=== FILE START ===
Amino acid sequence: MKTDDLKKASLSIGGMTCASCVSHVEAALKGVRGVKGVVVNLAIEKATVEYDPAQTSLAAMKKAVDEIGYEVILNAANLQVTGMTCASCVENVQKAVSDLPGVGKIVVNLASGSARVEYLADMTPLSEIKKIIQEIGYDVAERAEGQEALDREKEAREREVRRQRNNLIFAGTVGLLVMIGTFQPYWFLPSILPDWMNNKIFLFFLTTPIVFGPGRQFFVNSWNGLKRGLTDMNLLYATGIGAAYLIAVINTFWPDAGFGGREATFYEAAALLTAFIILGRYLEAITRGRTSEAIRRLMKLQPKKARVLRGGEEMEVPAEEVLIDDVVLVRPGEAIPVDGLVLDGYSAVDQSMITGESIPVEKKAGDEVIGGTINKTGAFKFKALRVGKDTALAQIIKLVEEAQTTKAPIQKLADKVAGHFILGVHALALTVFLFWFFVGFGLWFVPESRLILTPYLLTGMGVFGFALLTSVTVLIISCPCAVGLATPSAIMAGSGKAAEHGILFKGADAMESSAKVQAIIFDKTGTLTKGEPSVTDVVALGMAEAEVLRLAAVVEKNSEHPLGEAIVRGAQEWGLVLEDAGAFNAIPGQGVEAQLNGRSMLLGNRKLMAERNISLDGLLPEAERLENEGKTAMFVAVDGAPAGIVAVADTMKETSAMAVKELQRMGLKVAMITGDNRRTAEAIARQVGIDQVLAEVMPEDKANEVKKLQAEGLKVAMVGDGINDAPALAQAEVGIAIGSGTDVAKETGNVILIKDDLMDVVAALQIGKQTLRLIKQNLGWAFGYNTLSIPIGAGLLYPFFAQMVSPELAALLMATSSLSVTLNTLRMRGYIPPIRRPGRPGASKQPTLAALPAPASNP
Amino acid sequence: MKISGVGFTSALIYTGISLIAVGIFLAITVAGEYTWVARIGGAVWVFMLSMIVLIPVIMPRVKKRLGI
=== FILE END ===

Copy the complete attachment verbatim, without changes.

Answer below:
Amino acid sequence: MKTDDLKKASLSIGGMTCASCVSHVEAALKGVRGVKGVVVNLAIEKATVEYDPAQTSLAAMKKAVDEIGYEVILNAANLQVTGMTCASCVENVQKAVSDLPGVGKIVVNLASGSARVEYLADMTPLSEIKKIIQEIGYDVAERAEGQEALDREKEAREREVRRQRNNLIFAGTVGLLVMIGTFQPYWFLPSILPDWMNNKIFLFFLTTPIVFGPGRQFFVNSWNGLKRGLTDMNLLYATGIGAAYLIAVINTFWPDAGFGGREATFYEAAALLTAFIILGRYLEAITRGRTSEAIRRLMKLQPKKARVLRGGEEMEVPAEEVLIDDVVLVRPGEAIPVDGLVLDGYSAVDQSMITGESIPVEKKAGDEVIGGTINKTGAFKFKALRVGKDTALAQIIKLVEEAQTTKAPIQKLADKVAGHFILGVHALALTVFLFWFFVGFGLWFVPESRLILTPYLLTGMGVFGFALLTSVTVLIISCPCAVGLATPSAIMAGSGKAAEHGILFKGADAMESSAKVQAIIFDKTGTLTKGEPSVTDVVALGMAEAEVLRLAAVVEKNSEHPLGEAIVRGAQEWGLVLEDAGAFNAIPGQGVEAQLNGRSMLLGNRKLMAERNISLDGLLPEAERLENEGKTAMFVAVDGAPAGIVAVADTMKETSAMAVKELQRMGLKVAMITGDNRRTAEAIARQVGIDQVLAEVMPEDKANEVKKLQAEGLKVAMVGDGINDAPALAQAEVGIAIGSGTDVAKETGNVILIKDDLMDVVAALQIGKQTLRLIKQNLGWAFGYNTLSIPIGAGLLYPFFAQMVSPELAALLMATSSLSVTLNTLRMRGYIPPIRRPGRPGASKQPTLAALPAPASNP
Amino acid sequence: MKISGVGFTSALIYTGISLIAVGIFLAITVAGEYTWVARIGGAVWVFMLSMIVLIPVIMPRVKKRLGI